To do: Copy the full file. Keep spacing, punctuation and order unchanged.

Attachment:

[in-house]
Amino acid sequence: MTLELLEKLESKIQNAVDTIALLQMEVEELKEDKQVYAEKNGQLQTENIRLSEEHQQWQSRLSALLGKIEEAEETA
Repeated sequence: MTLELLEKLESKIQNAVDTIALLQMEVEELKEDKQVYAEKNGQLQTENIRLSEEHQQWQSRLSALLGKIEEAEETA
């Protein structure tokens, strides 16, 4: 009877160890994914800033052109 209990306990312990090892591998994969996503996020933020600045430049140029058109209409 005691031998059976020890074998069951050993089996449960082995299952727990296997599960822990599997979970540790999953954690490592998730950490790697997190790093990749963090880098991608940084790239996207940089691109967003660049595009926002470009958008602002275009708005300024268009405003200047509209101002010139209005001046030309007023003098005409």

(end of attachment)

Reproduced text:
[in-house]
Amino acid sequence: MTLELLEKLESKIQNAVDTIALLQMEVEELKEDKQVYAEKNGQLQTENIRLSEEHQQWQSRLSALLGKIEEAEETA
Repeated sequence: MTLELLEKLESKIQNAVDTIALLQMEVEELKEDKQVYAEKNGQLQTENIRLSEEHQQWQSRLSALLGKIEEAEETA
């Protein structure tokens, strides 16, 4: 009877160890994914800033052109 209990306990312990090892591998994969996503996020933020600045430049140029058109209409 005691031998059976020890074998069951050993089996449960082995299952727990296997599960822990599997979970540790999953954690490592998730950490790697997190790093990749963090880098991608940084790239996207940089691109967003660049595009926002470009958008602002275009708005300024268009405003200047509209101002010139209005001046030309007023003098005409």